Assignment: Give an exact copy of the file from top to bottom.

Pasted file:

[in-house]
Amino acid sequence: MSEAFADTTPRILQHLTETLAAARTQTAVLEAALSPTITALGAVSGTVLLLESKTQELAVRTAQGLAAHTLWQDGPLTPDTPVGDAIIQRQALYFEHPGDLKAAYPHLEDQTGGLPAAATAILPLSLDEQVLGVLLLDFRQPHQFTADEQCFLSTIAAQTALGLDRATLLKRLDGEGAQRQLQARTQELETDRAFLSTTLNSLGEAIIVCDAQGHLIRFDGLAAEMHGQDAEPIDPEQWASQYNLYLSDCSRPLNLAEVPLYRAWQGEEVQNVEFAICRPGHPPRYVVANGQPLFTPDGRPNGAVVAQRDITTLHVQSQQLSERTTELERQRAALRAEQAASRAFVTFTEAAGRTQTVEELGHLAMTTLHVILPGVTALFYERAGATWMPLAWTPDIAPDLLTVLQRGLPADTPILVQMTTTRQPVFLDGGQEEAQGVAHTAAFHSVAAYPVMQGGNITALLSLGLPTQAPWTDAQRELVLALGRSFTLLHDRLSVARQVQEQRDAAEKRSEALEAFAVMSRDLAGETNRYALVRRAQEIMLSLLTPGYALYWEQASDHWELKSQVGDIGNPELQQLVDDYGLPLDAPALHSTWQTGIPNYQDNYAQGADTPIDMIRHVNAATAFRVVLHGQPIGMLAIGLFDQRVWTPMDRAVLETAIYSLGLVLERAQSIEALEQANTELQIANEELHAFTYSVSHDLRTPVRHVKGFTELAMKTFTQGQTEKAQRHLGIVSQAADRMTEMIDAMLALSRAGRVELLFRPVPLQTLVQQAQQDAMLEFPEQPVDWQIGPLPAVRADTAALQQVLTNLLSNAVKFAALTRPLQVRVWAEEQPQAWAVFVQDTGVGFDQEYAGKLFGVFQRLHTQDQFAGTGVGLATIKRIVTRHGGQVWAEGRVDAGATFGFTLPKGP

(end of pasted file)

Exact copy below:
[in-house]
Amino acid sequence: MSEAFADTTPRILQHLTETLAAARTQTAVLEAALSPTITALGAVSGTVLLLESKTQELAVRTAQGLAAHTLWQDGPLTPDTPVGDAIIQRQALYFEHPGDLKAAYPHLEDQTGGLPAAATAILPLSLDEQVLGVLLLDFRQPHQFTADEQCFLSTIAAQTALGLDRATLLKRLDGEGAQRQLQARTQELETDRAFLSTTLNSLGEAIIVCDAQGHLIRFDGLAAEMHGQDAEPIDPEQWASQYNLYLSDCSRPLNLAEVPLYRAWQGEEVQNVEFAICRPGHPPRYVVANGQPLFTPDGRPNGAVVAQRDITTLHVQSQQLSERTTELERQRAALRAEQAASRAFVTFTEAAGRTQTVEELGHLAMTTLHVILPGVTALFYERAGATWMPLAWTPDIAPDLLTVLQRGLPADTPILVQMTTTRQPVFLDGGQEEAQGVAHTAAFHSVAAYPVMQGGNITALLSLGLPTQAPWTDAQRELVLALGRSFTLLHDRLSVARQVQEQRDAAEKRSEALEAFAVMSRDLAGETNRYALVRRAQEIMLSLLTPGYALYWEQASDHWELKSQVGDIGNPELQQLVDDYGLPLDAPALHSTWQTGIPNYQDNYAQGADTPIDMIRHVNAATAFRVVLHGQPIGMLAIGLFDQRVWTPMDRAVLETAIYSLGLVLERAQSIEALEQANTELQIANEELHAFTYSVSHDLRTPVRHVKGFTELAMKTFTQGQTEKAQRHLGIVSQAADRMTEMIDAMLALSRAGRVELLFRPVPLQTLVQQAQQDAMLEFPEQPVDWQIGPLPAVRADTAALQQVLTNLLSNAVKFAALTRPLQVRVWAEEQPQAWAVFVQDTGVGFDQEYAGKLFGVFQRLHTQDQFAGTGVGLATIKRIVTRHGGQVWAEGRVDAGATFGFTLPKGP